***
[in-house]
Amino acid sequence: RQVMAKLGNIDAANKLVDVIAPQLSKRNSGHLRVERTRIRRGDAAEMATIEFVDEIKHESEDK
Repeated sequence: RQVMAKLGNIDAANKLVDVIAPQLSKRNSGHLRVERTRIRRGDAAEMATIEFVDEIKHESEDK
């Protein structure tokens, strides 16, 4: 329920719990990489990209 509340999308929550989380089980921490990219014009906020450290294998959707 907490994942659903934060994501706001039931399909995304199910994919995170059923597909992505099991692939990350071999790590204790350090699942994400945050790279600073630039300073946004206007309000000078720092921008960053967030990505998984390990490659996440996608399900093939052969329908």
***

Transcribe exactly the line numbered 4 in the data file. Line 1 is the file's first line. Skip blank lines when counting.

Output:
């Protein structure tokens, strides 16, 4: 329920719990990489990209 509340999308929550989380089980921490990219014009906020450290294998959707 907490994942659903934060994501706001039931399909995304199910994919995170059923597909992505099991692939990350071999790590204790350090699942994400945050790279600073630039300073946004206007309000000078720092921008960053967030990505998984390990490659996440996608399900093939052969329908």